ZoesMom said...

Amen sister! I couldn't agree with you more.

The idea of suspending the debate is ridiculously wrong. We need to hear these guys talk about how they are going to work at fixing the mess we're in AND how they're going to keep it from happening again.

Emily Barton said...

Court, looking forward to reading your political post. During the last presidential election, Bob and I met a guy on the subway in NY who said he was voting for Bush precisely because this country needed to hit rock bottom to pull itself out of its focus on unimportant matters. An interesting idea, but I don't particularly want to be dragged down to rock bottom, when I'm someone who DOES care about important matters.

ZM, it was one of the most interesting debates I've seen. Much less of that typical "I-can't-answer-this-question-so-I'm-going-on-the-attack" than we've had in the past. Still, I have no idea how a middle class American could listen to what O'Bama had to say and not vote for him.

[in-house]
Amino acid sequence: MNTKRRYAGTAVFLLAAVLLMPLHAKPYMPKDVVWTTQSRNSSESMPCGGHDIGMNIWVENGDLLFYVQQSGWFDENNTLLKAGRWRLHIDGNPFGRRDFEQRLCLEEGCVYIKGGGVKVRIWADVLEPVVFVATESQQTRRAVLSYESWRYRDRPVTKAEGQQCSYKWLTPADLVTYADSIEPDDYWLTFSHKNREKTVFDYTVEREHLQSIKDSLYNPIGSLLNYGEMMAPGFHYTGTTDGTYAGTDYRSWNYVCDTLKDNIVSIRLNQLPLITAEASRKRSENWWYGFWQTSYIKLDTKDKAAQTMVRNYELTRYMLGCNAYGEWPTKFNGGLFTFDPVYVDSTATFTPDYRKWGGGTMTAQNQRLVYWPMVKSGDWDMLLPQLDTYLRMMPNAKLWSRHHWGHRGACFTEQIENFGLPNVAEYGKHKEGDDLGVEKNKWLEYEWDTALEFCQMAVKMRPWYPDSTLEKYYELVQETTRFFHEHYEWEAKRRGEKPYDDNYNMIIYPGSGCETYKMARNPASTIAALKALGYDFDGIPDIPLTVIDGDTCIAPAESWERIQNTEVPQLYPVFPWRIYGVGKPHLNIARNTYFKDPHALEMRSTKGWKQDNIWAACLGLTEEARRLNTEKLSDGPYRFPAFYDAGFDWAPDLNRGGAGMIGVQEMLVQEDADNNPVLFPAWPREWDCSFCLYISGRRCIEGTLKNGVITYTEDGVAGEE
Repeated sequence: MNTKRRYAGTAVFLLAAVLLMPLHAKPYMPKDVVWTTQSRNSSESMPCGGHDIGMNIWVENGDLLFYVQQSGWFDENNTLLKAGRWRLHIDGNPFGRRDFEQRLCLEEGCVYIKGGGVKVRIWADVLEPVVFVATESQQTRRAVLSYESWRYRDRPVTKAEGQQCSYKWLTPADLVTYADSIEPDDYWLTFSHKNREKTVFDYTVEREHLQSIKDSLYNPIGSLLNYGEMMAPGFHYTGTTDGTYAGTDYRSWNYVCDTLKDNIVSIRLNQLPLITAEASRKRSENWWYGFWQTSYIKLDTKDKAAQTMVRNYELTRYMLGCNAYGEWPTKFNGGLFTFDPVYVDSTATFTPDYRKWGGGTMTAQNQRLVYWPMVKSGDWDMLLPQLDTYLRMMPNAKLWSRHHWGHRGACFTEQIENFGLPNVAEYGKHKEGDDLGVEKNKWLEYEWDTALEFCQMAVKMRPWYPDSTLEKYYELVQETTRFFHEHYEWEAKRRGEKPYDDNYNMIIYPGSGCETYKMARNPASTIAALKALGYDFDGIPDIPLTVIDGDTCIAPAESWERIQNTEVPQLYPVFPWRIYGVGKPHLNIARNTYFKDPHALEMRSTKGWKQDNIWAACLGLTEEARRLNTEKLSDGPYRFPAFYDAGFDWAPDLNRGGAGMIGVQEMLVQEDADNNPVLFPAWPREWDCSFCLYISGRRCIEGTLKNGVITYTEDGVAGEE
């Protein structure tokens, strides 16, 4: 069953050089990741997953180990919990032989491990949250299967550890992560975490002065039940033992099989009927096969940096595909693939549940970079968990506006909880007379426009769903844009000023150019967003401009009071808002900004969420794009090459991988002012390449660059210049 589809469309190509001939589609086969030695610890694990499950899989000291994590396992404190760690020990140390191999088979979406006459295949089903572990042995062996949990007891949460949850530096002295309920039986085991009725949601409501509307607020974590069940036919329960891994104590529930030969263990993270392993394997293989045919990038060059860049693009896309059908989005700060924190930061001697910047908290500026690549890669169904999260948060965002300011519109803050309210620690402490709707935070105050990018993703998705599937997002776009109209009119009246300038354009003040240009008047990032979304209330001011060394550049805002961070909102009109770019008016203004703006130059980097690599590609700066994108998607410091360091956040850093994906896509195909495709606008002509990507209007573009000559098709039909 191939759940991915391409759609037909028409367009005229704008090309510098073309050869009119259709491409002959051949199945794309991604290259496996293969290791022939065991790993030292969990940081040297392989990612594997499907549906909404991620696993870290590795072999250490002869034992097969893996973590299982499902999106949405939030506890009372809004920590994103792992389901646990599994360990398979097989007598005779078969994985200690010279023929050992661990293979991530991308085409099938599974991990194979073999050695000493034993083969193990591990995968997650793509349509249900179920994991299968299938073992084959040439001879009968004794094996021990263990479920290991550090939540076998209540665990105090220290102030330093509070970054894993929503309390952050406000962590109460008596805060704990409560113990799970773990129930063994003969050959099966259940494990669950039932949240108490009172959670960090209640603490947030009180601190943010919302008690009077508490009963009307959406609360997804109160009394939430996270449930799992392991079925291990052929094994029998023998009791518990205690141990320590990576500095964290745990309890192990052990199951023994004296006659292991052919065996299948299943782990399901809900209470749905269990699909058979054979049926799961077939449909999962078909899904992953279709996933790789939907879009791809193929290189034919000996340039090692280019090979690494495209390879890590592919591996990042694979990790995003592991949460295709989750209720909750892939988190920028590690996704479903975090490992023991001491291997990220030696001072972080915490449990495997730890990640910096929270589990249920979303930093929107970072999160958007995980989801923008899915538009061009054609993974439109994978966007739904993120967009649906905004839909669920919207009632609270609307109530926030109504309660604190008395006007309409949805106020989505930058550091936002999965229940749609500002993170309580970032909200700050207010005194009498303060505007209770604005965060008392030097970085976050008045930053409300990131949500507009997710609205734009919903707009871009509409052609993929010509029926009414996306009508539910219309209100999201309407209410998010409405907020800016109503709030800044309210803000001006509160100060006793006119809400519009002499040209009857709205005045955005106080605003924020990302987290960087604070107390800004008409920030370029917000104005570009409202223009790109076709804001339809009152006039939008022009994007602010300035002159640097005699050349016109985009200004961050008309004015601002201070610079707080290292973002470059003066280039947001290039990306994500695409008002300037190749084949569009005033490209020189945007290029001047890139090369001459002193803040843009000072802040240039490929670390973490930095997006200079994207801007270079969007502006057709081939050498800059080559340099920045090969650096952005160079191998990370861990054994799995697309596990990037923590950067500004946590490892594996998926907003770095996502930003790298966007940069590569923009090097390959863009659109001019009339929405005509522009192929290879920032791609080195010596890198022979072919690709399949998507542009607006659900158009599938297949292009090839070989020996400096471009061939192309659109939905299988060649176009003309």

stefanie said...

McCain suspending his campaign to solve the financial crisis was a purely political move to make him seem like he cared more about what was happening than Obama. But I think it backfired. I think he had to show up at the debate last night because everyone else was going to be there and wouldn't it look stupid if he wasn't?

Cam said...